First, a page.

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The drive to mobile learning – more potholes than road?

This post first appeared on the LINE blog on 27th March 2012.

steve_bardenThe road of learning technologies has always had serious potholes for organisations wanting to drive value and performance from their IT deployment. Maybe it’s because of the recent cold weather, but these potholes appear to be deepening. Or maybe there’s another cause for the current road-unworthiness.

Recent trade shows, as well as most learning blogs and forums, are littered with indications that mobile learning is throwing up a lot of potholes (if you can throw up a pothole). In fact, to extend further a metaphor which already seems to be careering slightly out of control, mobile learning is beginning to look like a juggernaut ploughing up the tarmac.

Straying across traffic lines

It is an unfortunate fact of life that any technology aimed at enhancing learning has to involve L&D talking to IT. Often this can be a challenge if there is no translator present. And the challenge becomes all the greater when the silo-busting road closed sign power inherent in personal mobile devices causes projects to stray across traditional organisational boundaries.

For any enterprise, using mobile devices as enhanced communication and training tools means there is a serious opportunity to make them valuable work tools first – something that is totally outside the remit of L&D. So what is IT to do when L&D wants to pilot their latest social learning application on, say, ‘how to be a better corporate learner’?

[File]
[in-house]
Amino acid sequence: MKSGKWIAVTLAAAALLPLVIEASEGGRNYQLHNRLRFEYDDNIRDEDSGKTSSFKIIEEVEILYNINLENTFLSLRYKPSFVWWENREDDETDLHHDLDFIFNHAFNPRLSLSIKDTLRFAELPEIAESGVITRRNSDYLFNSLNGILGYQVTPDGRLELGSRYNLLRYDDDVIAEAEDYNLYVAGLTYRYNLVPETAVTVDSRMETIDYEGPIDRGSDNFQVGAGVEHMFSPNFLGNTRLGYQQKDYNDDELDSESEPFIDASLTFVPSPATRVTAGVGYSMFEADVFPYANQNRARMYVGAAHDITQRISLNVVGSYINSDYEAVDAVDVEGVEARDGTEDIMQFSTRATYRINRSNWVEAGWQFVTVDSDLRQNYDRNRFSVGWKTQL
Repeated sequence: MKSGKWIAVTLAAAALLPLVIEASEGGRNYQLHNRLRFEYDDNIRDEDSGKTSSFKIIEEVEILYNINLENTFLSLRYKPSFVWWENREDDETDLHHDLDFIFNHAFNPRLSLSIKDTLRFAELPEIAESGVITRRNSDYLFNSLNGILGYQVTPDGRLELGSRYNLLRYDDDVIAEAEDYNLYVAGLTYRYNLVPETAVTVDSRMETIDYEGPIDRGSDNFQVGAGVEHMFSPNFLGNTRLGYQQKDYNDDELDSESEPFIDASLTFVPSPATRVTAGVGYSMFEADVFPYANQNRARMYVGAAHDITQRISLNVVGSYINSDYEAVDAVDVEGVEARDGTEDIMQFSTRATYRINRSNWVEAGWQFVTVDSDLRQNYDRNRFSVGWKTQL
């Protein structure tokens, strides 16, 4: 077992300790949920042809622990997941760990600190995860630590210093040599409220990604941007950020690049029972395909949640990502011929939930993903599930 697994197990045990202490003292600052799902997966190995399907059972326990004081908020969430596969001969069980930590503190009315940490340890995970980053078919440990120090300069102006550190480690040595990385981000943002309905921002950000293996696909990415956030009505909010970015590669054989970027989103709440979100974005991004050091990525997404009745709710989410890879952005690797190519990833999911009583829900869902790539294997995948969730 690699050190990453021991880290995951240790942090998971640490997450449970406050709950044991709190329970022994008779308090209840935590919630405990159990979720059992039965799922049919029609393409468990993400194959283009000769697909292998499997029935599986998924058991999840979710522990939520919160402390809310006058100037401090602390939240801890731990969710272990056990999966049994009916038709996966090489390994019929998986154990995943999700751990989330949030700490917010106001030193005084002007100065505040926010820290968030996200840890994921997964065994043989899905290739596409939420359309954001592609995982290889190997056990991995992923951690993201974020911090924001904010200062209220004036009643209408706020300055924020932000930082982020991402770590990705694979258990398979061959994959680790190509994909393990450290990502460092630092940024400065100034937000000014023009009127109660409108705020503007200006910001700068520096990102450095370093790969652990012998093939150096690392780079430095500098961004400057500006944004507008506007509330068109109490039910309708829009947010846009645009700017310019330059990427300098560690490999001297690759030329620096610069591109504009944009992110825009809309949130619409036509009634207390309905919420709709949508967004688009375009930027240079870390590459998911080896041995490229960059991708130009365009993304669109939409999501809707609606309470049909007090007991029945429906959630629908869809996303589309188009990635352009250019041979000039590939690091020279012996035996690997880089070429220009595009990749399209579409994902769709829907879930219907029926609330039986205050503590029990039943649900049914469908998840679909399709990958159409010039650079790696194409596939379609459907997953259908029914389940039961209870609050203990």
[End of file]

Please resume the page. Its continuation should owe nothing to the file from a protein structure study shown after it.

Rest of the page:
Our experience of such projects over the years has been one of being diverted to a side road; getting lost in the technology wilderness of trying to get the devices to display the latest and greatest piece of e-learning. But what happens next, when those initial detours have been negotiated?

Avoiding the speed traps

With the experience of many years, I would suggest the best way to get back on the motorway (highway, autobahn or whatever) would be the old cliché ‘I wouldn’t start from here’. By that, I mean to humbly suggest that the organisation shouldn’t leave it to L&D to steer an enterprise mobile strategy, but to drive it directly from the business heart of the organisation.

Er … you do have a mobile strategy, right?

And any mobile strategy that fails to consider how to scale, diversify, manage, distribute, secure, track, personalise and be cross-platform for now and the future … is not an effective mobile strategy.

One of the key themes of our work recently has been how to ensure a fully encompassing strategy is developed for the use of mobile devices – cutting across the different areas of communications, workflow, knowledge and learning. In the learning space, mobile best applies to the ‘70’ and ‘20’ more than the ‘10’ – so pulling all that together often means a complete organisation-wide focus.

With a good, organisation-wide mobile strategy you can avoid potholes and speed traps, be in the juggernaut rather than underneath it … and hopefully arrive home in time for tea!